We should all keep in mind, however, that Rome wasn’t built in a day. HPD is an ocean liner, not a speed boat. A large government organization like that cannot turn on a dime. It’s going to take a long, sustained commitment from HPD leadership to make effective, lasting philosophical changes in the disciplinary system. Having said that, there are a few things that the Department can do in the short term to start turning the ocean liner in the right direction:
- Don’t suspend people without pay, at least not for anything less than a major, intentional violation of policy (like a category D or E infraction) that might get someone in the private sector fired. This is not radical, it’s common sense. Instead of suspending people, document their deficiencies and give them a chance to self-correct. Treat training issues as training issues, not discipline issues. Only when a person has demonstrated that they can’t, or won’t, improve should you move on to disciplinary measures, such as suspensions, demotions or firings.
- Within the current structure, put people in positions of influence and authority (IAD, ADC, etc.) who are fair-minded, reasonable, tolerant and lenient, and give them the discretion to be minimalistic when it comes to recommending discipline. Get rid of the people who overly critical and judgmental, and those who view their mandate as being that of a police prosecutor or executioner.
- Get rid of Oral Interrogations in IAD cases. I could write another entire paper on why these things are worthless and result in work product that is garbage, but I don’t think I need to. All I really need to say is that Oral Interrogations were Art Acevedo’s brainchild. Enough said.
- Don’t cite people for ‘conduct not alleged’ in IAD complaints, unless you discover an unalleged infraction that constitutes serious misconduct (again, category D or E).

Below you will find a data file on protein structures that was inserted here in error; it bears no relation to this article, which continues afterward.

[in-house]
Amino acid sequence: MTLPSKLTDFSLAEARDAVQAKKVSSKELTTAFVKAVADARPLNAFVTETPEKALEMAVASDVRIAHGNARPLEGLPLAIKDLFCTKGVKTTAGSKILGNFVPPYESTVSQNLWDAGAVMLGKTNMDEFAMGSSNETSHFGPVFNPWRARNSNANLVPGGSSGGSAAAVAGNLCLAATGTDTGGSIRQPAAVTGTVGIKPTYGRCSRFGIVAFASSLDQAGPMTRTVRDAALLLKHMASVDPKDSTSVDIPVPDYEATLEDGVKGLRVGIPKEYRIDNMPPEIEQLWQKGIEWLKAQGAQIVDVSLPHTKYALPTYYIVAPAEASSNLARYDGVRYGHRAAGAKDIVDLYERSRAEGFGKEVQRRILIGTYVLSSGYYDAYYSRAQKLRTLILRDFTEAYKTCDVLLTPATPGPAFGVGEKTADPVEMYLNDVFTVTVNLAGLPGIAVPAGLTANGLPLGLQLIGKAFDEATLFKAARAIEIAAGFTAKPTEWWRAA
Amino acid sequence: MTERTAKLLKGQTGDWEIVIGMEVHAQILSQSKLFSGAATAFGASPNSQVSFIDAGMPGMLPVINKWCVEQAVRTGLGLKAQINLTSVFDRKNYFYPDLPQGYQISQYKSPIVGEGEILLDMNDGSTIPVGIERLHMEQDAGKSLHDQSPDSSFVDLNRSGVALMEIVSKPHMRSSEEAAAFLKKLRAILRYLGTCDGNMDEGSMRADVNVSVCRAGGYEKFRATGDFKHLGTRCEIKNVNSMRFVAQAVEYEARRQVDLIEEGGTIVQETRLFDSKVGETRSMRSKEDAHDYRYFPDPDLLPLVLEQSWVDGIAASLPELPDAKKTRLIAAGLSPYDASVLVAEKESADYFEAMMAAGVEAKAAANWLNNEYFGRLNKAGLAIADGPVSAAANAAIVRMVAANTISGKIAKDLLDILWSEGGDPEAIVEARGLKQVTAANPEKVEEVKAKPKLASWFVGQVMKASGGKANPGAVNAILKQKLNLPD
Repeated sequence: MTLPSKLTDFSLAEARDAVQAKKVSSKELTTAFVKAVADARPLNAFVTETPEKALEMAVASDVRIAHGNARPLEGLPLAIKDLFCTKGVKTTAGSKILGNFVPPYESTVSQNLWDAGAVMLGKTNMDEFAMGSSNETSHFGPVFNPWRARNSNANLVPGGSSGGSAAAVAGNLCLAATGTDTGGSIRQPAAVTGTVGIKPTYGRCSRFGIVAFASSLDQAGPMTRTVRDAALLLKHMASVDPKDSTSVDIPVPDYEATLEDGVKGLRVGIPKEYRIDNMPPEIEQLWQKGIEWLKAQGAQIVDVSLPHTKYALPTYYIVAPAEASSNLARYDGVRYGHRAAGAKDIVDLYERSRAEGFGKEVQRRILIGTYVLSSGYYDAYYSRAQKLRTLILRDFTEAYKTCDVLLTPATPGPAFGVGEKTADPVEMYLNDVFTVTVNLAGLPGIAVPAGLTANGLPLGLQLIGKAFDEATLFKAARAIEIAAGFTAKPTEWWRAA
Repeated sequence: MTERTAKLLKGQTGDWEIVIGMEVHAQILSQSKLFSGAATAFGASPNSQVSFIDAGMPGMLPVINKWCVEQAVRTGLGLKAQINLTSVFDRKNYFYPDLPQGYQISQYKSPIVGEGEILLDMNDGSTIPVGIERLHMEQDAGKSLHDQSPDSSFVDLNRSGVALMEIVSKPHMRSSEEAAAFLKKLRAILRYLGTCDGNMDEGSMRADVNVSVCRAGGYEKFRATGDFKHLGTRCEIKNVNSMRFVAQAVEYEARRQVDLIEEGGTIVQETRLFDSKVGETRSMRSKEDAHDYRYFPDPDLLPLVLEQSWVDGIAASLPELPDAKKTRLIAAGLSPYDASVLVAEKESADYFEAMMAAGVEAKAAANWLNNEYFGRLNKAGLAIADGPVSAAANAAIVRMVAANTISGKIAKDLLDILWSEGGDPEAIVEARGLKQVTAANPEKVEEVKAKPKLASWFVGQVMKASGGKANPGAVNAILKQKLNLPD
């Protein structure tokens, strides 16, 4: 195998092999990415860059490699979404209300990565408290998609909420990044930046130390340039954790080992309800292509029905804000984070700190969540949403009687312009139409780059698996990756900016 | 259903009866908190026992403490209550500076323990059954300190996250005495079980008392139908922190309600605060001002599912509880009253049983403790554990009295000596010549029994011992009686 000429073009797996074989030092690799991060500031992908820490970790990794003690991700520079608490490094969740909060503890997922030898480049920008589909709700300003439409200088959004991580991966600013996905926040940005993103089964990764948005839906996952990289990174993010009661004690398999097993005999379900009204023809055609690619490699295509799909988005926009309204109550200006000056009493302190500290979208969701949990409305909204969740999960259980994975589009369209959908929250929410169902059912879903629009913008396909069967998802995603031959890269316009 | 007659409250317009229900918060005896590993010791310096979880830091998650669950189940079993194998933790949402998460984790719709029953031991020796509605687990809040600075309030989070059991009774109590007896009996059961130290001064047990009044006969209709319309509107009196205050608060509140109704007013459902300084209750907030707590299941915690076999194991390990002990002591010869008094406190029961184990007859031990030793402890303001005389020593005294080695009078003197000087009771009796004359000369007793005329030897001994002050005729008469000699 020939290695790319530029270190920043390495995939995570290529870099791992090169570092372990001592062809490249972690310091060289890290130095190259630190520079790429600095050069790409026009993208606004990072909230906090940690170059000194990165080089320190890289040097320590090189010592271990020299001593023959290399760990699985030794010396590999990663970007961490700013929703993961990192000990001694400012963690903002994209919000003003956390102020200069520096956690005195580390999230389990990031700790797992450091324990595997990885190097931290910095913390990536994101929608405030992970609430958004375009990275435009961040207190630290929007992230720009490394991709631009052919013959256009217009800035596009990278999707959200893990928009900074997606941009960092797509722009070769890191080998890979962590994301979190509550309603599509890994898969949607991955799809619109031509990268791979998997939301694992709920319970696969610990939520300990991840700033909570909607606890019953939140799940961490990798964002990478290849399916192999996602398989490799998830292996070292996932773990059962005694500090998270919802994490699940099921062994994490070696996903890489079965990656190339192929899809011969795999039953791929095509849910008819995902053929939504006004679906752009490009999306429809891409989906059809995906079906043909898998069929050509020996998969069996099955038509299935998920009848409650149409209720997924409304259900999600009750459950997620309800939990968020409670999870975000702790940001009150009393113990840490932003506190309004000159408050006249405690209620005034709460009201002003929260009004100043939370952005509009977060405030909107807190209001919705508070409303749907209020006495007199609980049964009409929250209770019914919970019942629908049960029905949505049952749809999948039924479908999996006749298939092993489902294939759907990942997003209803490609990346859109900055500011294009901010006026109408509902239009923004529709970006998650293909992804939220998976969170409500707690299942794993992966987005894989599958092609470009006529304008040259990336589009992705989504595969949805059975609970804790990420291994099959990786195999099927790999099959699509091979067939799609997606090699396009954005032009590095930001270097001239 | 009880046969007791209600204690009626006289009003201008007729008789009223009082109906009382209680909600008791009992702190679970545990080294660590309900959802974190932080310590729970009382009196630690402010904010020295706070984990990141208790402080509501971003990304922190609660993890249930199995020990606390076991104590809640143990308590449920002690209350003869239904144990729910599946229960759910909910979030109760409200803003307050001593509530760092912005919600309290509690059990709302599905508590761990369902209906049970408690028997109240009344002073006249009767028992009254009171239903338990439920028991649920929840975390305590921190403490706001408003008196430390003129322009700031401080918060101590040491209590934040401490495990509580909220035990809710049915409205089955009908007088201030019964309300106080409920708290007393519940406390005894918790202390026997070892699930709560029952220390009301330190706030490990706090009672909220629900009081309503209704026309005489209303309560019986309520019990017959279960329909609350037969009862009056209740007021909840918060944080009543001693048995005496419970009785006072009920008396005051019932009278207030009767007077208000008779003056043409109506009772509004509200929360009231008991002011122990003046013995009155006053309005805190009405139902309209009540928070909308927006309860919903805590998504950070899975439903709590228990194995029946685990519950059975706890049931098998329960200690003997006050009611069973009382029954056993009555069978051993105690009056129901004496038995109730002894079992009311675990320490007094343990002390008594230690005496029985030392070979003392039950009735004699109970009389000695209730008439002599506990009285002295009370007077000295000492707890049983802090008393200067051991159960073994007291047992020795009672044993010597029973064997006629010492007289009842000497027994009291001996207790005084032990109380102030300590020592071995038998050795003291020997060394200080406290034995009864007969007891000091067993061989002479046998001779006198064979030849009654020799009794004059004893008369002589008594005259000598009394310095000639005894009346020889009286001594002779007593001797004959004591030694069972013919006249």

- Populate the ADC with more rank and file officers and less upper-level management (especially those individuals that never did enough time on the streets to even have a valid opinion about anything). Make sure the civilian members of the panel are given some kind background instruction and training, particularly when it comes to things like patrol tactics and uses of force, so that they have a basic understanding of law enforcement principles before they begin rendering judgment on how officers perform in real life. In the absence of that, have someone present at ADC meetings, such as an Academy trainer, that can explain patrol tactics and address misunderstandings as they arise, before poor judgments are made.
These are changes that can be made by HPD leadership relatively quickly. You don’t need to change anything in Chapter 143 or the Meet & Confer. You don’t need to change how complaints are filed or how they are investigated. All you need to change is your mindset in terms of how you respond to an infraction and how you treat your employees.
The bottom line is this…if nothing changes, if the process remains the same, a few years from now everyone will look back and say that the HPD disciplinary system was the giant, oversized anchor that finally dragged the entire ship, and everyone aboard, down to the bottom of the ocean. If the Department’s leadership truly cares about this organization and its future, things MUST change.